I accept: An interactive conversation about society's spying on young people

Young people are amongst the most spied upon in the world today, with corporations, governments and family members all tracking what they do

I accept: An interactive conversation about society's spying on young people

Did you know that young people are the most tracked members of society, both on the web and off? It’s apparently true! Online, their browsing may be filtered or blocked by parental controls, or age verification restrictions imposed by websites. They might also be followed by your traditional ad networks (even if legally they aren’t allowed to) or have shadow profiles created based on information that is available. Parents can also track children’s location via apps, and they might even be physically reading messages and emails received.

The tracking isn’t limited to their digital footprint either. There have also been a number of controversial policies that are monitoring children’s behaviour. One example is Prevent - a government counter-terrorism policy aimed at reducing radicalisation by identifying and supporting potentially at risk people. Schools and social services departments are increasingly becoming involved in Prevent, as they have a duty to counter radicalisation. Faith leaders, teachers, doctors and other professionals are expected to refer any suspicions about people to a local Prevent body, where it is then decided if further action is needed. In 2015-16, around 7,500 cases were referred, and 37% of the time no action was taken. In only 1 in 10 was further action taken. 

A more recent example is the Metropolitan Police’s ‘racially discriminatory’ gang matrix, which is then shared with Government institutions and housing associations. The database has over 3,800 young people on it, some as young as 12. Over 40% have a ‘harm score’ of zero, meaning they have no police charges or intelligence linking them to violent crime in the last two years. This list, according to the session leader, is 90% male and 94% black. The whole database is deemed to be a complete failure by some, as 80% of stabbings where the victim is under 25 is deemed to be non-gang related.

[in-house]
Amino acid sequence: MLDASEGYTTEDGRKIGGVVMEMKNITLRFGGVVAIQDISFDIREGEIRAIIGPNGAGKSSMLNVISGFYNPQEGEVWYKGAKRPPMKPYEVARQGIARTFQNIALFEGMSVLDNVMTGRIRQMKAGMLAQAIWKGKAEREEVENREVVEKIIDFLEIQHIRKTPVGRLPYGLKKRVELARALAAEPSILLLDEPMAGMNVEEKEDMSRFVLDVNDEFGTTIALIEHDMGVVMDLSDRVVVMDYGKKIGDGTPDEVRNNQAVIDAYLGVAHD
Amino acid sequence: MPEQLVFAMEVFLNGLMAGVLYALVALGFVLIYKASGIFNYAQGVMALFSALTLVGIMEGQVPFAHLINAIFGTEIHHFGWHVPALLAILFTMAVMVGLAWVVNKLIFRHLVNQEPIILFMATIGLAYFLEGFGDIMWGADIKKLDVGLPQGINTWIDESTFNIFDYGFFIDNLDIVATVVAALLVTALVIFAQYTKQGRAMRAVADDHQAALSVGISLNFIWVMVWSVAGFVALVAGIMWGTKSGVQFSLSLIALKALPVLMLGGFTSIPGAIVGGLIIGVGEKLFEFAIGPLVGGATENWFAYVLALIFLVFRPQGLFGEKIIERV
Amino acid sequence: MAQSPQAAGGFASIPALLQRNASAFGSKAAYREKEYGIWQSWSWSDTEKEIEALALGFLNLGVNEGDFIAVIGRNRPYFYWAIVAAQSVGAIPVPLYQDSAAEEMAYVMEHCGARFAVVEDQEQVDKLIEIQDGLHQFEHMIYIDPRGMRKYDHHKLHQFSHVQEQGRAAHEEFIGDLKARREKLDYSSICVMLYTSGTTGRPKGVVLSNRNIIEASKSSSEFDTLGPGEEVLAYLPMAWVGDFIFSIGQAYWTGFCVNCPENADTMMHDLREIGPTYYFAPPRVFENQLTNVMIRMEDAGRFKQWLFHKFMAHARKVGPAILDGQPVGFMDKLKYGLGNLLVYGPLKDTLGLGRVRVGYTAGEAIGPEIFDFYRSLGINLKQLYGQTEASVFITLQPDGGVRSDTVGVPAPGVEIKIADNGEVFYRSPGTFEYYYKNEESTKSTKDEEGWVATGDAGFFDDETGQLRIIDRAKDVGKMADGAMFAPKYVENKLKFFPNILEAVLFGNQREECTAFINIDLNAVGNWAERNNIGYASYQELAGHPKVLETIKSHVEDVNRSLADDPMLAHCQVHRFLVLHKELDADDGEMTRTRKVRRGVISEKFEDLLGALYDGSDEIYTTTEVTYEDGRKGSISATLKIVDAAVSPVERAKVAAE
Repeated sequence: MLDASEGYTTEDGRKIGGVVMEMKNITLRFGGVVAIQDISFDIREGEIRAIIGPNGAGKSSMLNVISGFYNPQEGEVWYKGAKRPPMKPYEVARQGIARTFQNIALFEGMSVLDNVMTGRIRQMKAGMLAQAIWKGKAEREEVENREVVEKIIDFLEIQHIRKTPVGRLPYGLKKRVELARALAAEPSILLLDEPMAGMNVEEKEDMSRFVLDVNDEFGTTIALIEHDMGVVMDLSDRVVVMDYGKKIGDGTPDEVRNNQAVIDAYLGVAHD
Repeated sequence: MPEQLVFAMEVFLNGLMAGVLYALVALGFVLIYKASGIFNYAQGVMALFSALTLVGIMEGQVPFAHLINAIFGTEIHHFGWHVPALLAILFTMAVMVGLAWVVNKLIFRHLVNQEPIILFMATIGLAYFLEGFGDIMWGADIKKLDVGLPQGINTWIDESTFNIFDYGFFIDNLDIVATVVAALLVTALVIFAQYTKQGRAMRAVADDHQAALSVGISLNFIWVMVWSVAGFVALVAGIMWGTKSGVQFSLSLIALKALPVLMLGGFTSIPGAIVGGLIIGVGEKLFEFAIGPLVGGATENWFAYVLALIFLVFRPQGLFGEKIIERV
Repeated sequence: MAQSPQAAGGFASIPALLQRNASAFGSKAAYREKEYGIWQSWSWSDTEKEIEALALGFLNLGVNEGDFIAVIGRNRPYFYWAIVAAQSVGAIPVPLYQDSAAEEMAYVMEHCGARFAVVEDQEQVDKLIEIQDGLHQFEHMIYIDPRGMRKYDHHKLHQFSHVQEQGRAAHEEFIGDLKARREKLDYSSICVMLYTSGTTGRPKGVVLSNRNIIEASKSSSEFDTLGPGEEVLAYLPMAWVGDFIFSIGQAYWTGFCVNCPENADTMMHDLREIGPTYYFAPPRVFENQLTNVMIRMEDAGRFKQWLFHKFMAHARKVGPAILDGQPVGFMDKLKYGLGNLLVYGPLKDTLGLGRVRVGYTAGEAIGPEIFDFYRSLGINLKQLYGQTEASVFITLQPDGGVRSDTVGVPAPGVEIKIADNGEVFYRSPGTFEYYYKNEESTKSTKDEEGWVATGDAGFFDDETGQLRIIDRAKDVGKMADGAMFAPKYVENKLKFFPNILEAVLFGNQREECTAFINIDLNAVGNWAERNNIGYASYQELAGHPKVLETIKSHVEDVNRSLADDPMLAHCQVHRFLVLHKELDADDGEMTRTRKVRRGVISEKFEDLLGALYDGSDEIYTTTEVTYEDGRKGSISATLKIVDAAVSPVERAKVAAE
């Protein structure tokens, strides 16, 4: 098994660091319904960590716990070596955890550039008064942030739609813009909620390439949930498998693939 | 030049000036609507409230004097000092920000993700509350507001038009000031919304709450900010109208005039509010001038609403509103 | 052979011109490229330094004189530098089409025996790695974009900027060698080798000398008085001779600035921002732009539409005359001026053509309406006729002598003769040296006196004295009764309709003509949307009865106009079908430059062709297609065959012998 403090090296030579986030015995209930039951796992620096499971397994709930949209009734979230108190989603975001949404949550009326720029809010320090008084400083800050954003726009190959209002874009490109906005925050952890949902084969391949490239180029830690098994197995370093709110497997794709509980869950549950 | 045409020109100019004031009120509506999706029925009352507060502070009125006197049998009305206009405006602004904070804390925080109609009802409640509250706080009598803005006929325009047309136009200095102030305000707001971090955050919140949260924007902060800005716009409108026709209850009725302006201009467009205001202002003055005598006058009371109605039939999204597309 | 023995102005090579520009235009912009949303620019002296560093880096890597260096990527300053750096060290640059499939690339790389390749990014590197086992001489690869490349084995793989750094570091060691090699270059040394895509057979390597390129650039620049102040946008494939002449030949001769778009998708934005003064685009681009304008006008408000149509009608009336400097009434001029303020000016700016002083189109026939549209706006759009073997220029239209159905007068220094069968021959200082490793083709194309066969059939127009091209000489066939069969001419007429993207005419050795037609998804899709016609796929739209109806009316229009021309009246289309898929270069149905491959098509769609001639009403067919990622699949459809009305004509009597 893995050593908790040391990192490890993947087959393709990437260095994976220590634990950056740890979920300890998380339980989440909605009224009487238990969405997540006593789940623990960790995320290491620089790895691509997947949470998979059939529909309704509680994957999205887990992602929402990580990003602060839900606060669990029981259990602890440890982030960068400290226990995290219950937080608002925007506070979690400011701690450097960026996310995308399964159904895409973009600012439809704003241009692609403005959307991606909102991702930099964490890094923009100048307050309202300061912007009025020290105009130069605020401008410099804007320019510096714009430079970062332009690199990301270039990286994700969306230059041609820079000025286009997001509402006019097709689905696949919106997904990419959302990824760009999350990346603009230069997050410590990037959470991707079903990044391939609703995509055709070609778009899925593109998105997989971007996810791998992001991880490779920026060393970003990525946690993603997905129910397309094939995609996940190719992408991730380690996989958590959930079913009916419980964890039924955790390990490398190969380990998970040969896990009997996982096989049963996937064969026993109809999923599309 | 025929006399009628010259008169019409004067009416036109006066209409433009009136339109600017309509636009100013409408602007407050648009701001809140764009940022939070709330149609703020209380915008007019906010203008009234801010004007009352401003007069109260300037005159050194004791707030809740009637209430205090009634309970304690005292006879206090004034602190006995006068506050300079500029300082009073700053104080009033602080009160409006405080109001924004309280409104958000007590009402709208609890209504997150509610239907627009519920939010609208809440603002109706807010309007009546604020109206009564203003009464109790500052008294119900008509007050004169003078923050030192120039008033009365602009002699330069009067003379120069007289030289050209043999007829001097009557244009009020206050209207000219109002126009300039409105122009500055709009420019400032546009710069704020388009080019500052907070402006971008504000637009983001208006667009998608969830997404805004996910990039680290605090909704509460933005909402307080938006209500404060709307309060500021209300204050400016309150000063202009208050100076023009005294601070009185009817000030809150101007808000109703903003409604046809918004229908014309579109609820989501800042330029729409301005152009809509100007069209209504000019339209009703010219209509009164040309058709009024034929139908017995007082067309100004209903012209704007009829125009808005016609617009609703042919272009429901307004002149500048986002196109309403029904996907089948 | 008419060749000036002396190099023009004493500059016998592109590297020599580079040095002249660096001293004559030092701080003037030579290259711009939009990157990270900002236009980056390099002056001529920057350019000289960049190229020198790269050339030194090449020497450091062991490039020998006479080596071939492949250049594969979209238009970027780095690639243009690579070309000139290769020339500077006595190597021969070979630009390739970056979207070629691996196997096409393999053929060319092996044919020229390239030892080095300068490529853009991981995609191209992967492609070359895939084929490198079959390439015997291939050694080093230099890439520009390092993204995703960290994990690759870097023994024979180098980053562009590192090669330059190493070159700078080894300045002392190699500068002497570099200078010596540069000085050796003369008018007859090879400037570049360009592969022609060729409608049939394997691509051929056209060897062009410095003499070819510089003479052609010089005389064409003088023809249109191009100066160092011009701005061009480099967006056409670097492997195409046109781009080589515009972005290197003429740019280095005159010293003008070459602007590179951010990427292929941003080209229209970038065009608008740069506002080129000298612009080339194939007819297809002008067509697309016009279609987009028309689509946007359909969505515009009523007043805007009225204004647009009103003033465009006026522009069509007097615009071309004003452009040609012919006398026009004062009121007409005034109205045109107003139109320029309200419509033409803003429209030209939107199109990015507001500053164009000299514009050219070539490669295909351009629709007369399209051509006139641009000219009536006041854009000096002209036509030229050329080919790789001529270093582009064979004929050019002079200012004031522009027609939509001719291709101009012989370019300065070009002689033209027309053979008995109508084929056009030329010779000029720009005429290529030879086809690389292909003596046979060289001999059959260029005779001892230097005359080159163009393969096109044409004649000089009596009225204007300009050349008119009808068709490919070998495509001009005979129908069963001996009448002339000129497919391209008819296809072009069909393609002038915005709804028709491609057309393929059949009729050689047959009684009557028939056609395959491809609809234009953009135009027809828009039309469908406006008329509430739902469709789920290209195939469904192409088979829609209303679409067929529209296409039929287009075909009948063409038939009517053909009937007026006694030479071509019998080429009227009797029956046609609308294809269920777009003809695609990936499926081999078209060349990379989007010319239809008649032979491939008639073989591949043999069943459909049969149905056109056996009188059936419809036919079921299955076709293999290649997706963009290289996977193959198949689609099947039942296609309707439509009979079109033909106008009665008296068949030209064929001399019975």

During the session we were quickly talked through the privacy policy for Snapchat, and it was very much as you might come to expect. It details the information you give to the company, including your username, password, email address and so forth. It outlines the information they gather from you when you use the service, including device information, usage information, content, address book, location information and log information. More surprisingly though was that the service will also get information from other apps you use, how you use them, if you click an ad in or out of Snapchat, and if other people have uploaded their address book with your information in it. With the purchase of Placed, Snapchat is also able to use your location data and correlate it with the ads you’ve interacted with to see if they’ve had an impact on your real world shopping habits. 

As the session continued we discussed the real world implications of using social media, and it was quite a mixed bag. Studies are showing that young people are actually more aware of what should and shouldn’t go online than their elders, which surprised a number of people. 

There was also some debate around the paradoxical nature of getting a job in the age of social media. On the one hand, recruiters might not hire you if you have embarrassing content on your social media, but at some time in the future we will reach a point where this is just the reality for the majority of people entering work, and it might no longer be an issue. Similarly, it can be limiting to have no social media presence, as some jobs and universities like to see that you are active on these channels. 

Most interesting was the comment about the pristine nature of social media. Nowadays, people are only uploading finished work, and we are missing out of the development and process. How do we show progress and personal growth if the only things young people can post online is already polished. 

Header Image Credit: Pexels


Tom Inniss

Tom Inniss Voice Team

Tom is the Editor of Voice. He is a politics graduate and holds a masters in journalism, with particular interest in youth political engagement and technology. He is also a mentor to our Voice Contributors, and champions our festivals programme, including the reporter team at the Edinburgh Festival Fringe.

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